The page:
Antidepressants and Suicide

Questions about whether SSRI use is associated with an increased risk of suicidal behavior in adults and children have also been much in the news.

Studies suggesting a link, especially in young people, prompted officials in the U.K. to conclude that antidepressants should not be used for the initial treatment of mild depression, and most SSRIs have been banned in Great Britain for use by children and teens.

In the U.S., the FDA ruled in 2004 that packaging for SSRI drugs must include a warning that patients taking them should be closely monitored for suicidal behavior.

Ebmeier and colleagues conclude that there is little unbiased scientific evidence to back up claims that the new-generation antidepressants are linked to suicides, adding that the moves by the regulatory agencies in the U.K. and U.S. are not justified.

"Recent moral panics about suicidal effects and dependence-inducing potential of antidepressants have tilted the balance of publicly perceived risk against them, but both their effectiveness and their ready availability make them the likely choice for most patients," they write.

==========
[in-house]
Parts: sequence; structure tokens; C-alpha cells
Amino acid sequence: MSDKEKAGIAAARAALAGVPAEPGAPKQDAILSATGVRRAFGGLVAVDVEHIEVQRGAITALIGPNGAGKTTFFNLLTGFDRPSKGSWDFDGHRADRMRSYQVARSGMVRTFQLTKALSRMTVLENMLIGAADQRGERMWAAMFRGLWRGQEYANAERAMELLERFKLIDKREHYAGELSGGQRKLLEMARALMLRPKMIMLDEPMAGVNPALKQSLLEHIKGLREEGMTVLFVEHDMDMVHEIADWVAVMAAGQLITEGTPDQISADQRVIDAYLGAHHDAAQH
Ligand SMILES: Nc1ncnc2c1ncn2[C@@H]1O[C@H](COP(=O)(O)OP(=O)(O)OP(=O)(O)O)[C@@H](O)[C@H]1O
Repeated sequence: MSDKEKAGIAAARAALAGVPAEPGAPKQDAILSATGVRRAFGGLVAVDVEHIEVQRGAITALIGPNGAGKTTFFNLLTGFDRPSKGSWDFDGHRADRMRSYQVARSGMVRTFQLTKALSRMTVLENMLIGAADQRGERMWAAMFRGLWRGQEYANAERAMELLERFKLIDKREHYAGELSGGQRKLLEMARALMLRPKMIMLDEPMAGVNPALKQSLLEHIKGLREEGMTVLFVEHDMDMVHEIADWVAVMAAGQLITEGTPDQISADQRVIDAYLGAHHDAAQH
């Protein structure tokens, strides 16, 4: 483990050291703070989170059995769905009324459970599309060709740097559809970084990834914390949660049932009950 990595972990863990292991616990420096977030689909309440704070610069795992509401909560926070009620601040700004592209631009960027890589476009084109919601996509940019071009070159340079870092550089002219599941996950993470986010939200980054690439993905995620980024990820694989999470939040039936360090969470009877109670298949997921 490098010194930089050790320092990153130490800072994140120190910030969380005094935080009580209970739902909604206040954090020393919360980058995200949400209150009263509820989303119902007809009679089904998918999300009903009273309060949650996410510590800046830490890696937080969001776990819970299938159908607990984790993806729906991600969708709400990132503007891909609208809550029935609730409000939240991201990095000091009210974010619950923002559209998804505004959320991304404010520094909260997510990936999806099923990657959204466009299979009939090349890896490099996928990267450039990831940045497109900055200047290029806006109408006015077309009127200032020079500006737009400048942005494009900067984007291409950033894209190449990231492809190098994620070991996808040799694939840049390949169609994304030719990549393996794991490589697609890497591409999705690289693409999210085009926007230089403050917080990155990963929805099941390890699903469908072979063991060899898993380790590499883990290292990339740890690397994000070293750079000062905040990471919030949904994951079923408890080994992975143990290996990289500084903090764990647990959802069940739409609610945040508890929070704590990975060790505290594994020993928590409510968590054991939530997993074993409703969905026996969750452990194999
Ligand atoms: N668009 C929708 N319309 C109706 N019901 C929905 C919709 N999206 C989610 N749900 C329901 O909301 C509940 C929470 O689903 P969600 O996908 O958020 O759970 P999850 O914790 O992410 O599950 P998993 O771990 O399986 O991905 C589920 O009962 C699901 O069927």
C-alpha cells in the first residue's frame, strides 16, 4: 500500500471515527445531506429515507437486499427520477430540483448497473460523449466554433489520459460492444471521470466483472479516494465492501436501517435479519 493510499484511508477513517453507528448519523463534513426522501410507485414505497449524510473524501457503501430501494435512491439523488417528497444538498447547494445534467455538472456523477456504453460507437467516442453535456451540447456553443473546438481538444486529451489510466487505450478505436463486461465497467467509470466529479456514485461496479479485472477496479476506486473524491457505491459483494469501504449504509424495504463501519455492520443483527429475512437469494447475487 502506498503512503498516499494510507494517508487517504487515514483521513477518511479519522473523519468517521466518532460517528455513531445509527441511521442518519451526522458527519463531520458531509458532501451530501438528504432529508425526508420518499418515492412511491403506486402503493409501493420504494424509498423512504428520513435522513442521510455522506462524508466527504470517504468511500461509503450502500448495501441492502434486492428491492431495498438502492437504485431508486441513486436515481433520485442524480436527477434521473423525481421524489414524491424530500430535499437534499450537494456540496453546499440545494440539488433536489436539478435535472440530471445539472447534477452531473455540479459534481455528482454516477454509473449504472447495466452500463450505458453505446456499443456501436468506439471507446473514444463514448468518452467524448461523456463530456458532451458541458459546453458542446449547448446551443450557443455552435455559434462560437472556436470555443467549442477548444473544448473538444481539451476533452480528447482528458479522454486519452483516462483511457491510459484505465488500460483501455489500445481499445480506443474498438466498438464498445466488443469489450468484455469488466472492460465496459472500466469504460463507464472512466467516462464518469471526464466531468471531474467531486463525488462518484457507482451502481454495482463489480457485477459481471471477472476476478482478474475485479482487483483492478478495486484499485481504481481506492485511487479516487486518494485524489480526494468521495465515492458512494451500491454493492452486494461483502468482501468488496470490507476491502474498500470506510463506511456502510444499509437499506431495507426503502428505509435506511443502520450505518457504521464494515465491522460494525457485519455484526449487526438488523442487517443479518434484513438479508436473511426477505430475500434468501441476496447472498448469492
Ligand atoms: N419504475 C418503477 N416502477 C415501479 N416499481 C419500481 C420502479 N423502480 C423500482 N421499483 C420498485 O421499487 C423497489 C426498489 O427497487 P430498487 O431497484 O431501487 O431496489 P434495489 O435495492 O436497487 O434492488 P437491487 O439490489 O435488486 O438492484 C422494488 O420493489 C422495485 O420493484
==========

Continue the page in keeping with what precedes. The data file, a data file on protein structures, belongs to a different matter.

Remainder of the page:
Shock Therapy Revisited

The reviewers call electroconvulsive therapy (ECT) “the most effective treatment for depression, especially if patients present with psychotic symptoms, such as delusions and hallucinations.”

Max Fink, MD, who is widely known as “the grandfather of American ECT,” tells WebMD that studies continue to show that the treatment is highly effective in depressed patients with psychosis.